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Jett Superior laid this on you on || September 5, 2015 || 11:42 pm

He watched her go down the halls, untethered and unawares. He watched her stand easy in her own skin, laughing with people, ducking her head and covering her mouth, mirth leaking past her fingers.

Everything about her called to him, and nothing about her knew it.

::: :: ::: :: ::: :: :::

She always appeared to be present in the moment, alive in a way that none of her peers had yet learned. There was a constant part of her, though, that was out there, called across the ocean, fixed on a heart that she’d fallen into unintentionally.

Because she was focused on the hum of it, on keeping that signal, she missed other more subtle intonations.

::: :: ::: :: ::: :: :::

He didn’t know what it would be like to be with her; he had not the first clue, but he wanted to know.

He wanted to know.

::: :: ::: :: ::: :: :::

She lit up when she saw him, warm with affection. She liked his unassuming way, and she saw the spark of quiet fight that danced deep in his eyes.

Others may have missed it, but she caught it.

::: :: ::: :: ::: :: :::

He woke up one day. He rolled over, face to the wall, and decided.

::: :: ::: :: ::: :: :::

She woke up one day. She was still asleep, adrift over the waves, holding signal.

::: :: ::: :: ::: :: :::

He had decided, so he watched. Today was the day. Everything in him was taut with knowing that, so he watched for the when of it.

::: :: ::: :: ::: :: :::

She gathered her things: a stack of three thick texts, a sweater she draped across her arms. She clenched her keys, oblivious.

The parking lot was big and quiet. The fall day was perfect, mild, beautiful.

::: :: ::: :: ::: :: :::

He saw her go out the side door. For the first time that nervous day, he hesitated.

The instincts he woke up with took over again; they propelled him forward.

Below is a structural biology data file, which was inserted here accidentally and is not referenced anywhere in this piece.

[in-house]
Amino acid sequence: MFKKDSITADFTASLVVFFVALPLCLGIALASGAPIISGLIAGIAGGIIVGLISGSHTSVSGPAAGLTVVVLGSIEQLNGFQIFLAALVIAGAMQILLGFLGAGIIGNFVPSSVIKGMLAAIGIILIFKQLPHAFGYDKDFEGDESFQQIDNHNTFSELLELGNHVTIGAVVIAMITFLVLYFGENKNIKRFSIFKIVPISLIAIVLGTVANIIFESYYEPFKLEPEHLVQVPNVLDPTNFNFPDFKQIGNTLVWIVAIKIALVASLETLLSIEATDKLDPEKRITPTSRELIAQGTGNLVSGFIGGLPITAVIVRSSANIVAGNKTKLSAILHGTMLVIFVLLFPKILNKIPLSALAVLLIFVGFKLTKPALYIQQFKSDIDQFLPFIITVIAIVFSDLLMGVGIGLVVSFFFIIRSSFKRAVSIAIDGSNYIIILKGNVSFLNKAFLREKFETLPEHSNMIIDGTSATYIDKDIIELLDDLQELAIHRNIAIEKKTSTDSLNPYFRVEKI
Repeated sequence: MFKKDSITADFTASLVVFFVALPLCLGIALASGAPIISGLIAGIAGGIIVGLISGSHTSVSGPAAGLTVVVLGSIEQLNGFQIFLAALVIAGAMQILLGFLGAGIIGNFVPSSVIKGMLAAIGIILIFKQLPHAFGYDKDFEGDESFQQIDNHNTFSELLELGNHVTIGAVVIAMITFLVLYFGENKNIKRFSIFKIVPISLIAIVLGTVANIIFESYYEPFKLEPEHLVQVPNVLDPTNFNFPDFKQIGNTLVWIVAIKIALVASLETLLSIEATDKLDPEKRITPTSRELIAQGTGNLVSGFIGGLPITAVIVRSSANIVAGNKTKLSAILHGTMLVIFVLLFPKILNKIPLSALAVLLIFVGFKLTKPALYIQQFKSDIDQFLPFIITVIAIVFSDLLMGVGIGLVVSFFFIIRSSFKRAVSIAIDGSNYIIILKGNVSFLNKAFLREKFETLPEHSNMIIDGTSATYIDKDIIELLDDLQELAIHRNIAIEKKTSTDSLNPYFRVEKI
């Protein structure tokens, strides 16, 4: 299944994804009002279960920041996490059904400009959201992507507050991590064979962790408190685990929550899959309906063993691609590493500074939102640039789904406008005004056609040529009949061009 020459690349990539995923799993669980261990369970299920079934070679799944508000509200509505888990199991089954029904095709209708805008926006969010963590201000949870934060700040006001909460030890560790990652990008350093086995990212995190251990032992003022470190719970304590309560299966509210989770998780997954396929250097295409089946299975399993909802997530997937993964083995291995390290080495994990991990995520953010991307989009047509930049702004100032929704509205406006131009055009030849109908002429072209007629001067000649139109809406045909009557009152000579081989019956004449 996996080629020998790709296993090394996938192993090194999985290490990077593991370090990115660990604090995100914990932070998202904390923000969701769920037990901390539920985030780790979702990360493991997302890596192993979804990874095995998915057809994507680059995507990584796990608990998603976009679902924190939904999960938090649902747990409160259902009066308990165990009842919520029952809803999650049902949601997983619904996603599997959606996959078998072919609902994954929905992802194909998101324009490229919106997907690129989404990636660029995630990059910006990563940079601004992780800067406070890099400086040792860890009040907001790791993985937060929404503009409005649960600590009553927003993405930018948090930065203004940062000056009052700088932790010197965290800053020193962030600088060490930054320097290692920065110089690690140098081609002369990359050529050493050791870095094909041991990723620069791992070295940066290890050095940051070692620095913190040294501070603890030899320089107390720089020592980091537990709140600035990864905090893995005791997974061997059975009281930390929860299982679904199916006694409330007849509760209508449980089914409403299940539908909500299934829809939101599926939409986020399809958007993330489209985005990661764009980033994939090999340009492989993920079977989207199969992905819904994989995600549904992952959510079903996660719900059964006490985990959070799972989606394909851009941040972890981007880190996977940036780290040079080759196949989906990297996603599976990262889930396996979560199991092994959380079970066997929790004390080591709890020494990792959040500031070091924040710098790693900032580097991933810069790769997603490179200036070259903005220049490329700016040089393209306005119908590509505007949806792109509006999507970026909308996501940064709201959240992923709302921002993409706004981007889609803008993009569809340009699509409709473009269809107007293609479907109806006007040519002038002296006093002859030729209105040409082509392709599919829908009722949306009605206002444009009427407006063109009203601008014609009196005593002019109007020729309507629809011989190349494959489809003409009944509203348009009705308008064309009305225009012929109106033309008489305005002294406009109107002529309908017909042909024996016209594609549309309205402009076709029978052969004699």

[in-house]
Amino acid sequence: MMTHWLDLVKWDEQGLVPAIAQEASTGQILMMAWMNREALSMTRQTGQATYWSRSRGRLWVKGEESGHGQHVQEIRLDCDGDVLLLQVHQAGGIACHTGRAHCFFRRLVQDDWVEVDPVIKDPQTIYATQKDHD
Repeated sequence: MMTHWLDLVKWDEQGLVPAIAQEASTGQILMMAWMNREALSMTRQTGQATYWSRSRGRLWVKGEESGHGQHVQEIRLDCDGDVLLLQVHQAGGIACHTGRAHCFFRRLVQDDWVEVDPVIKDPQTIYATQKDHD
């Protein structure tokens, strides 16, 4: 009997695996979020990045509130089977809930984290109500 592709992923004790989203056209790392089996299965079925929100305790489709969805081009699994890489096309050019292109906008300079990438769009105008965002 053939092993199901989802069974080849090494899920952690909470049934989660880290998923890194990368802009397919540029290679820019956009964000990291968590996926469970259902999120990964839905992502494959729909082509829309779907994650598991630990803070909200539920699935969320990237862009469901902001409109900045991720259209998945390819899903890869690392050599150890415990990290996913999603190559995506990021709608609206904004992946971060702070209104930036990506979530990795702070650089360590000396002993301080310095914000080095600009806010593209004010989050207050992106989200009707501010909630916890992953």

“Hi,” he said to her as he caught up. She turned to him and squinted against the sun.

“Heyyy,” she said back.

::: :: ::: :: ::: :: :::

“Can I?”


She felt a strange skip in her middle when he stretched his arms out, “Can I take those from you?”

When they got to her car she unlocked it and turned to retrieve the stack from him.

“Wait,” he said.

::: :: ::: :: ::: :: :::

He sailed into it. He’d not rehearsed, because he was somehow wise enough to know that, in the moment, no amount of practice would matter.

He told her how he loved her, how he’d always loved her, how his guts fell apart at the sight of her.

::: :: ::: :: ::: :: :::

She listened, feet fixed to the pavement, car keys dangling in the door lock.

The look on his face: Far before he finished, the look on his face made her decide to sidestep her promise.

::: :: ::: :: ::: :: :::

Before he even knew they were coming out of him, he pushed the words toward her, bunched-up but sure: “I would give anything in this world just to touch you one time.”

::: :: ::: :: ::: :: :::

The hum was overtaken by the racket of a thousand angels shouting. They urged her to dive.


Jett Superior laid this on you on || August 31, 2015 || 9:19 pm

When I was small, my paternal grandmother gifted me with a little yellow suitcase. When I left home to see the world at age eighteen, it was one of the things I left behind.

Thinking about it now, that surprises me a bit, but more on that in a minute.


About four years back, my parents decided to sell their house and travel full time until they were too old or infirm to do so. I enthusiastically supported them in this notion, and so I went to help them sort through their things and shuck their household into different directions: Storage, thrift shop, yard sale.

I felt like a disproportionate amount went into my vehicle, but I indulged my mother, because I knew that there were certain things she didn’t necessarily want to keep but couldn’t bear to part with. I went home with several things I felt sort of ‘Meh?’ about, because my Mom is a fucking saint and has been my champion the whole of my life. What’s a little cartage in the face of her mom-heroics?

One of the things we unearthed was the little yellow suitcase that I’d so loved. Mom couldn’t bear to let it go. She could sell the piano I’d gotten for my ninth birthday and parcel out my dolls to my younger cousins, but the little yellow suitcase stayed. It eventually became a place to house certain paperwork so that it bore the title ‘useful’ and had an actual purpose. A purpose meant a reason for being kept.

small blue thing

This is me around the time that the suitcase was gifted to me. I thought that suitcase was brilliant and gorgeous. There is a layered irony now in the fact that it was given to me by my paternal grandmother, but at the time all it represented to me was promise.